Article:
Queens resident Julian Montoya knew he wanted to be involved in the film industry after witnessing the backdrop and scenery of New York City in the original 1990 movie “Teenage Mutant Ninja Turtles” as a kid.
It wasn’t until after studying at Queensborough Community College when Montoya found out about the “Made in NY” Production Assistant training program, developed in partnership with the Mayor’s Office of Media and Entertainment and Brooklyn Workforce Innovations.
Montoya’s youthful aspirations were able to become a reality with the help of the training program and the New York State Film Tax Credit, which incentivizes filming in-state.
This year, the film tax credit program is up for renewal, as Governor Kathy Hochul has proposed to extend the program by three years, according to her office’s 2023 fiscal year executive budget. If approved, the program would expire in 2029 rather than 2026.
In 2009, a total of 44 states had offered some sort of film incentive programs. That number has dwindled to 31 states some nine years later.
Established in 2004 with an initial annual budget of $25 million, the film tax credit now has an annual budget of $420 million. The program offers a 25 percent fully refundable tax credit on production and post-production expenses incurred in the state. The program also offers additional credits for labor costs in counties outside of New York City.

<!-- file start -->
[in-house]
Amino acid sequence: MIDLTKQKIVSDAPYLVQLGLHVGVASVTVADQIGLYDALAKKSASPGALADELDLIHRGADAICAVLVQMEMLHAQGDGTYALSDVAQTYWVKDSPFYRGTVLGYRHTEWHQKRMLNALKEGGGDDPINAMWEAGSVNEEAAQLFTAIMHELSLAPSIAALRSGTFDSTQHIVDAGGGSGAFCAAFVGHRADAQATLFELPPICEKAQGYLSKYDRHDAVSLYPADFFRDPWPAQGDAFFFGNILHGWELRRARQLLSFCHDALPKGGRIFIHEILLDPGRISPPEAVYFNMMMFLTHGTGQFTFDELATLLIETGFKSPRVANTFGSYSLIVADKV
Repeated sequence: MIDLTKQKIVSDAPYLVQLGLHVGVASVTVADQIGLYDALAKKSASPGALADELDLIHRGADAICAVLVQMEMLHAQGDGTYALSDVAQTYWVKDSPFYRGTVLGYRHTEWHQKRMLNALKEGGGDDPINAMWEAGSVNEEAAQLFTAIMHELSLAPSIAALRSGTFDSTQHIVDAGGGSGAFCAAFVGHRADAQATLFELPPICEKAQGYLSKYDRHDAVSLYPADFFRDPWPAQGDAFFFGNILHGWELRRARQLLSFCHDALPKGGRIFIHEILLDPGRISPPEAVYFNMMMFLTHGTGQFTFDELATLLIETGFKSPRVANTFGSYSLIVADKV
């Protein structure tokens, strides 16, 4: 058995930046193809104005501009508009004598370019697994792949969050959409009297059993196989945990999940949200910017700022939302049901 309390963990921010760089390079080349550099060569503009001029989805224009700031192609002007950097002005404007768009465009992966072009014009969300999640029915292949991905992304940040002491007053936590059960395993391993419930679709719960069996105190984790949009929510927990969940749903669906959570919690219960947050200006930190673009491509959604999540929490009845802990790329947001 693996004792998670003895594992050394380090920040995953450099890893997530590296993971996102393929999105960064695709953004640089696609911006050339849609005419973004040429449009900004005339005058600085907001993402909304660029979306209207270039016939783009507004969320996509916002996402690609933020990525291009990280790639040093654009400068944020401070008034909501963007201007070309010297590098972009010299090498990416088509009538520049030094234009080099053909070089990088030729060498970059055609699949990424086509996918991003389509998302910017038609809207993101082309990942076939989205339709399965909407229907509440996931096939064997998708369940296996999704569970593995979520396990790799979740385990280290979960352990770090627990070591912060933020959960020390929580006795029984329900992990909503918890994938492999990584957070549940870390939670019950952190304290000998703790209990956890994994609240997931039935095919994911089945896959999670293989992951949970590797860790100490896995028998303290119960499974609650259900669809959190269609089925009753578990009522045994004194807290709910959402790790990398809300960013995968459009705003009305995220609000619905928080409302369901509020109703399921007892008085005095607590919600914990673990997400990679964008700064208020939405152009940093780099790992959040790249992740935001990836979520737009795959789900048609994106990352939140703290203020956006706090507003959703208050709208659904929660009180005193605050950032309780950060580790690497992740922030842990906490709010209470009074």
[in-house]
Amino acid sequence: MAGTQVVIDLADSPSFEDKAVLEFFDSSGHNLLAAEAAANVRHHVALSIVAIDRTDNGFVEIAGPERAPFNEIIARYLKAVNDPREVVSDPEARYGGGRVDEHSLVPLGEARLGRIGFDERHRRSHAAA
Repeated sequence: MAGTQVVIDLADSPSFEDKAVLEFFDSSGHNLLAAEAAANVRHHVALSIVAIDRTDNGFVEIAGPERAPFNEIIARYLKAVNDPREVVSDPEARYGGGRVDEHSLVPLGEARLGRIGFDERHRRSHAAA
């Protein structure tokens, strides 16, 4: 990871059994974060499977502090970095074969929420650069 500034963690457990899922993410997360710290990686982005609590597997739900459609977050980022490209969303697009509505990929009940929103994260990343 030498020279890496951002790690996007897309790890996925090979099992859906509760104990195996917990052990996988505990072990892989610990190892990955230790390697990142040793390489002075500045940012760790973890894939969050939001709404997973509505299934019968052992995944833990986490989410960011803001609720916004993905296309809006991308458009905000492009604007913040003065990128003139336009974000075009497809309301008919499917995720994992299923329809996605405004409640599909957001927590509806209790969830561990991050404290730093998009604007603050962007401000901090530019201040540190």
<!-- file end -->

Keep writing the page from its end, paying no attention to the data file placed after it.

For workers on production sets like Montoya, that means a steady flow of television and film jobs that are retained in New York.
“I always like to say who you know gets you the job, but what you know keeps you the job,” Montoya, a Teamsters Union member, said. “The information I was learning allowed me to keep my job. They gave me the tools to become successful in the business.”
In 2014, Montoya had the opportunity to work behind the scenes on the political drama series, “Madam Secretary” when it was filming in Queens.
An eight-month battle with cancer didn’t slow Montoya down either, as he was back working in the industry for location jobs and later earned his Commercial Driver’s License to take advantage of more opportunities available to him.
“The opportunities have kept coming and coming and coming,” he said. “Now, I’m in a great financial situation.”
For lifelong Queens resident and location scout Malaika Johnson, the film and television industry has directly impacted the neighborhoods in Queens where production sets come to shoot, she says.
Her role falls into the category of community relations, with checks being cut to local businesses to store equipment if necessary, and to the local bodega that takes their lunch orders.
“We might have filmed in one location, but everyone around it is affected,” Johnson said.
She says many local establishments enjoy getting the call for bulk breakfast sandwich orders and lunch orders, nearly emptying their inventory.
On a site location in Cambria Heights, Johnson recalled having to cut checks to four nearby houses on a block for aesthetic changes that the film called for.
“We’re the ones literally putting the money into the community,” she said.
Johnson added that without a state-wide film tax credit, industry jobs like hers would be lost.
“If we didn’t have the tax incentive, it’s not just we’d be out of a job. There would be a lot less money flowing into these neighborhoods,” Johnson said.